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The Outlook for Renewable Energy Investment in 2024 and Beyond

Jan 8, 2024

The Inflation Reduction Act (“IRA”) has provided huge incentives to invest in a broad spectrum of renewable energy projects.  On the heels of these attractive incentives, the U.S. Congressional Budget Office estimates that the IRA energy and climate provisions will cost about $391 billion between 2022 and 2031.  Further, a Goldman Sachs report expects the cost to be more like $1.2 trillion, and that the Act will spur about $3 trillion of investment in renewable energy projects.   Below is a table from Goldman Sachs that indicates the amount of credits expected to  be generated in excess of the government’s estimate. 

Estimated change from governments 10-year baseline (in billions)
Solar, wind, battery storage 263
Advanced manufacturing 183
Clean vehicles 393
Clean hydrogen 49
Biofuels 43
Other 114
Total 1045

However, despite the expected robust inflows into renewable energy projects, investors need to be aware of some headwinds that might deter investment including a slowing of the growth in demand for electric vehicles and occurrences such as Ørsted’s decision to abandon projects off the coast of New Jersey.  In addition, high inflation and interest rates could also hinder growth, although signs point to a levelling-off here.  Yet despite these considerations, the incentives offered through the IRA are extremely attractive. Two of the new incentives are discussed below.

Monetization Provisions Allow for Direct Refund & Sale of Tax Credits

First, the IRA enacted in 2022 has extended and expanded the credits available for investment in renewable energy assets.  One of the IRA’s provisions that has garnered attention is the monetization rules that allow for both 1) the direct refund or 2) sale of the tax credits, which are aimed at the expanding pool of renewable energy investors. 

Direct Pay

The IRA allows for the direct refund of certain renewable energy credits to tax-exempt entities, state and local governments, the Tennessee Valley Authority, and certain rural electric corporations.  This provision is commonly referred to as direct pay. 

Sale of Credit Provision

This IRA provision allows for the sale of certain renewable energy credits to unrelated parties.  The buyer would then use the full amount of the credit against its own federal income tax liability.  While the market is in its infancy, prices currently being discussed are in the 92-cents-on-the-dollar range.  The transaction is federally tax-free for both the buyer and seller; however, it’s important to understand that not all states will treat the transaction as such.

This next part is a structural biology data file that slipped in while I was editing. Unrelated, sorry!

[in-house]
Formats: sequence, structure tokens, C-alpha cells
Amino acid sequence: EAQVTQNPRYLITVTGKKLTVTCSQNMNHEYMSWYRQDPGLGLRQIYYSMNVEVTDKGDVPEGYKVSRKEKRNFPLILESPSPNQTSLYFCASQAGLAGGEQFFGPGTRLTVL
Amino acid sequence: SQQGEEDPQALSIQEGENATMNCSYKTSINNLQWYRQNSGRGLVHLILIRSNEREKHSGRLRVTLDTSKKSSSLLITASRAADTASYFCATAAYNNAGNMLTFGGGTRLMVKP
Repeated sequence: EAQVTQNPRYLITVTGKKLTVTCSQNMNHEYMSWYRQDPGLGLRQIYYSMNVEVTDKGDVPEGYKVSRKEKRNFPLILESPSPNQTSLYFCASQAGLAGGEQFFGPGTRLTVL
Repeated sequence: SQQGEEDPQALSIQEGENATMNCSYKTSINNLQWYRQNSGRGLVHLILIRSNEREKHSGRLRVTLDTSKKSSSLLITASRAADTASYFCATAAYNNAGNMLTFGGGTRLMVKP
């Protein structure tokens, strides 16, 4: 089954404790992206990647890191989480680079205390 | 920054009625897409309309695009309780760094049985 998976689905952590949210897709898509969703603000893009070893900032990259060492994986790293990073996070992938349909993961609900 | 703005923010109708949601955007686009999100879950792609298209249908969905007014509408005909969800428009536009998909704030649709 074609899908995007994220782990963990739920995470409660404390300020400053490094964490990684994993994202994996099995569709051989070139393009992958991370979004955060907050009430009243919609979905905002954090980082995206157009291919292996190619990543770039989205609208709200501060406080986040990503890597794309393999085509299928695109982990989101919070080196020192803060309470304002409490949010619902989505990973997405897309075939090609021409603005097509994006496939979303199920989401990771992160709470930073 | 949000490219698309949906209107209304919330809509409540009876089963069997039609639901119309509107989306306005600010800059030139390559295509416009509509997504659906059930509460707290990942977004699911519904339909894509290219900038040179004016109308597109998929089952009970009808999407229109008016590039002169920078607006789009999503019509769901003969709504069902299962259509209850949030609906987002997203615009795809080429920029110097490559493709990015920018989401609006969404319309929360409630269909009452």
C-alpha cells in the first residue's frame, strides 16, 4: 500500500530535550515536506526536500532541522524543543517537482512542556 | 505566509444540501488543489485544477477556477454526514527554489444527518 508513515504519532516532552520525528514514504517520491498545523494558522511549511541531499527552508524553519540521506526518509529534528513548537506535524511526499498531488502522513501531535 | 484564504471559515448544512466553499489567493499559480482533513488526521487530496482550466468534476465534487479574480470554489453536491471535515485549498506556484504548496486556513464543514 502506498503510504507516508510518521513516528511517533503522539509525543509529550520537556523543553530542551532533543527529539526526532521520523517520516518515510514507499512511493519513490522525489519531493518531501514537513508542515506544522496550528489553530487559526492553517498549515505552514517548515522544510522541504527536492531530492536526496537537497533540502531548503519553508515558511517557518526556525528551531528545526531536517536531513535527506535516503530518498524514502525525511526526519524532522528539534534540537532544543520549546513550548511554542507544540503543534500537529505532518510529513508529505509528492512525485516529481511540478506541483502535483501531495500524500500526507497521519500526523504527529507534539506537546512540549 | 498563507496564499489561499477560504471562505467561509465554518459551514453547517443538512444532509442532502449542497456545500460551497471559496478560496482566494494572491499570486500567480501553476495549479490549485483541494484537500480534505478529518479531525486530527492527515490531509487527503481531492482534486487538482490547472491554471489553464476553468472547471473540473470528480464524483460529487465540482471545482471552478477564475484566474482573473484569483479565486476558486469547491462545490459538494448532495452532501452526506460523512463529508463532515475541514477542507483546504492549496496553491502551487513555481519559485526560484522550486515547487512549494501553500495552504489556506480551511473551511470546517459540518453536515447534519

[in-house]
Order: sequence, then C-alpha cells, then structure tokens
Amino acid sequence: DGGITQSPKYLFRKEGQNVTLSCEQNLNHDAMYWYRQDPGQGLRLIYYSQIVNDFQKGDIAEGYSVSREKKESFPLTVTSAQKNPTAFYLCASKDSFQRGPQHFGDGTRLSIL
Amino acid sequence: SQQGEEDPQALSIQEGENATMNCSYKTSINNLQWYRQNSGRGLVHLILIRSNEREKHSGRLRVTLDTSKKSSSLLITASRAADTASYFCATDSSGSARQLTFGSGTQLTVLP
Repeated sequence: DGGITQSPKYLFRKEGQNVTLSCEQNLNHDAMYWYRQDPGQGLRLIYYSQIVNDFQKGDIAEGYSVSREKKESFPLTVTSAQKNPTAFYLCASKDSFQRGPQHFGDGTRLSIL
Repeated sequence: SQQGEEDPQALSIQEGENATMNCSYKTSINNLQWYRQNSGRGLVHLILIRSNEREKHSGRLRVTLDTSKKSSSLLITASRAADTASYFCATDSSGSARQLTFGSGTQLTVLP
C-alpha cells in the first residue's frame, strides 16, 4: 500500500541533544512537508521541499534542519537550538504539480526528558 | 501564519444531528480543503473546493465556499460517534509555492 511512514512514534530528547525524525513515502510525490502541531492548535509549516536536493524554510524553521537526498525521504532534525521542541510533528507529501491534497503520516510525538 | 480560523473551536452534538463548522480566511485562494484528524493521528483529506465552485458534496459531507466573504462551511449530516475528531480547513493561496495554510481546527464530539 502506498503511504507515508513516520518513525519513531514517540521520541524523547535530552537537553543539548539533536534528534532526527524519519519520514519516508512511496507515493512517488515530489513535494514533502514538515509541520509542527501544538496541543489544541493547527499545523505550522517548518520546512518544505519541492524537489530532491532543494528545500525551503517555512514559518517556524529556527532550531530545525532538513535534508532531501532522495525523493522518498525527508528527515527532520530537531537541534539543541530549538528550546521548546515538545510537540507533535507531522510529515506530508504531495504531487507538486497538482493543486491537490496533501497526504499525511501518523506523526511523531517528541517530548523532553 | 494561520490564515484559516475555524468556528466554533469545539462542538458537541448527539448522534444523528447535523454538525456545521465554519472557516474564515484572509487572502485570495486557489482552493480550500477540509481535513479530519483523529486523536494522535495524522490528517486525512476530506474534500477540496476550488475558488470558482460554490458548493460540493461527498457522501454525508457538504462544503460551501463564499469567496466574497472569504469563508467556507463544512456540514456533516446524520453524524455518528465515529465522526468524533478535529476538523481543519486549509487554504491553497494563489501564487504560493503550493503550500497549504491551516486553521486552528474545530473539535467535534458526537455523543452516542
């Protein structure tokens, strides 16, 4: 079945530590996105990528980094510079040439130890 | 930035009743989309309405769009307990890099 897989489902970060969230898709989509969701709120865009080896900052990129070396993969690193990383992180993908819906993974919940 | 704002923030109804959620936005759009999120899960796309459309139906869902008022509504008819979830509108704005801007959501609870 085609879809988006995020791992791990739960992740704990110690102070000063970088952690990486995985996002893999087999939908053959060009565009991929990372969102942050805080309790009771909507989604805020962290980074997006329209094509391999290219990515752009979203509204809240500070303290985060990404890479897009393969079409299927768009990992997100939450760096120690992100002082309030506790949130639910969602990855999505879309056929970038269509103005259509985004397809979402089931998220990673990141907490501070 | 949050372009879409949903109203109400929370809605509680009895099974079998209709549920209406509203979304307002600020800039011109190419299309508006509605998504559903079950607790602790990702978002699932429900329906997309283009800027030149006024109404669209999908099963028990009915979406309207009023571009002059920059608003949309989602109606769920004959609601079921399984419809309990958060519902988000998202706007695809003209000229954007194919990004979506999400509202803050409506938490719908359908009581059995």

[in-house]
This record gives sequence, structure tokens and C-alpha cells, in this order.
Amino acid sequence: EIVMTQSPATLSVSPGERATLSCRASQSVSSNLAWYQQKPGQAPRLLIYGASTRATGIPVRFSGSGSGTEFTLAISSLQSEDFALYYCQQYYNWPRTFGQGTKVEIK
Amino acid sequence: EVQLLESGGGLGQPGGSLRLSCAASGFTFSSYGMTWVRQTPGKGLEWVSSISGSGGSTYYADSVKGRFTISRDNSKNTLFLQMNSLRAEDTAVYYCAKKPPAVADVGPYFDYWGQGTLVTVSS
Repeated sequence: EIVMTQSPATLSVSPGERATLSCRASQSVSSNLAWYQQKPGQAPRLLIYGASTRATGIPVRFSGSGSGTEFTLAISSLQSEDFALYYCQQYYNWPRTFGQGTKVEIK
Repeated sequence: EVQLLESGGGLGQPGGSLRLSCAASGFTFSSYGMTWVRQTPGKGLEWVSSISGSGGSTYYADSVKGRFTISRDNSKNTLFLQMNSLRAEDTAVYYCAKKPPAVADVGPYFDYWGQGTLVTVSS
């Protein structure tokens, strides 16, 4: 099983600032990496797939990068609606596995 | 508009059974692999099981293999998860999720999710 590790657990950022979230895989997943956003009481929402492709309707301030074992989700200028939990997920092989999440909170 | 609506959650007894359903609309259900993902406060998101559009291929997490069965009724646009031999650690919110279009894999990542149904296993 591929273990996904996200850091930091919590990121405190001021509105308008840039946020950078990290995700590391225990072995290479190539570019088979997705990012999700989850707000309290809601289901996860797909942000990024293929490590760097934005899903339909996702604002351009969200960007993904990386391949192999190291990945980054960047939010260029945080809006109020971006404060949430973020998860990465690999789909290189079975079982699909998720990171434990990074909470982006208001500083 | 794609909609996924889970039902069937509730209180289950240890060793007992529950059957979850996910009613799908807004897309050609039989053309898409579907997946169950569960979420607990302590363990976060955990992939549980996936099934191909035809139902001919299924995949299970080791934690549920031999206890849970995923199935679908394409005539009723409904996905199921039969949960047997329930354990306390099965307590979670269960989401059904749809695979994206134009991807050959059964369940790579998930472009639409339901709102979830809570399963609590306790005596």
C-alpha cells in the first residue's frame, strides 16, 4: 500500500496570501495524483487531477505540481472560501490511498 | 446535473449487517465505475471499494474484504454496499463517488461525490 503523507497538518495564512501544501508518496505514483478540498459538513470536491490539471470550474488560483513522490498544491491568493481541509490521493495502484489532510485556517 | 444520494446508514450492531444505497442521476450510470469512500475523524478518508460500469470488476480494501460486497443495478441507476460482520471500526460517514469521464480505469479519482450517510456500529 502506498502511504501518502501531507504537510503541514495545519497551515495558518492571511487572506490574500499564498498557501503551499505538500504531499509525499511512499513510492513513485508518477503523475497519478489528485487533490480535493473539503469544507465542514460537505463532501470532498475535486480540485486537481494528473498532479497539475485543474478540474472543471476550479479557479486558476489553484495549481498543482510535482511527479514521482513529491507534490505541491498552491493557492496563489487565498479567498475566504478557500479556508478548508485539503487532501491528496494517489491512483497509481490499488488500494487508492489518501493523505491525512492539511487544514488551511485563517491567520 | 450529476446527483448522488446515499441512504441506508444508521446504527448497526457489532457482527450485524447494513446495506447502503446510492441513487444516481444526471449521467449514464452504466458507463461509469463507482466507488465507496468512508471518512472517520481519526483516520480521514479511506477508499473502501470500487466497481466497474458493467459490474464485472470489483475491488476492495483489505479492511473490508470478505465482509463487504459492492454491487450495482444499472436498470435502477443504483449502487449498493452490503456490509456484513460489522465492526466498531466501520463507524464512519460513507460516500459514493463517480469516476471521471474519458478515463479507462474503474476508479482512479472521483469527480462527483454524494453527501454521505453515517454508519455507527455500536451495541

Previously, the renewable energy market was dominated by tax equity structures that forced the investors to be tied to the project for many years.  While the sale provisions relieve the investor of being a long-term investor in the project, they will still have concerns about the project after the sale is complete.  This is because the credit recapture provisions fall on the purchaser of the credit.  The transfer of the project within the first five years of it being placed in service or failure to meet the wage and apprenticeship requirements can cause a claw-back of the credit. A healthy dose of due diligence and possibly insurance will need to be considered before making an investment.

Credit Kickers

Another key component of the IRA that has fostered attractive renewable energy incentives are the credit kickers. The Investment Tax Credit (“ITC”) provides for a relatively low base credit rate. Many types of property like solar and small wind start with a base rate of 6%.  This base rate is increased five-fold if the wage and apprenticeship requirements are met.  Some of the other kickers include:

  • A 10% bonus for projects that meet the domestic content rule. Generally, 40% for qualified facilities the construction of which begins before 2025 and increases to 55% for construction that begins after 2026.
  • A 10% bonus for property placed in service in an “Energy Community.”

The incentives offered under the ITC could potentially spawn investment in renewable energy projects far in excess of what was originally estimated. 

Ultimately, the combination of the lucrative benefits and the monetization enhancements will make many projects economically feasible.  However, investors must also consider the risks involved in investing in the space (including consumer sentiment and others) and are encouraged to consult with their advisor.   

Catalyst - Our Current Issue: Q1 2024

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Anthony DiGiacinto

Anthony DiGiacinto is a Tax Director and member of the Cleantech Group with expertise in corporate and partnership tax planning, ASC 740 (FAS 109), FIN 48, consolidated returns, as well as mergers and acquisitions.

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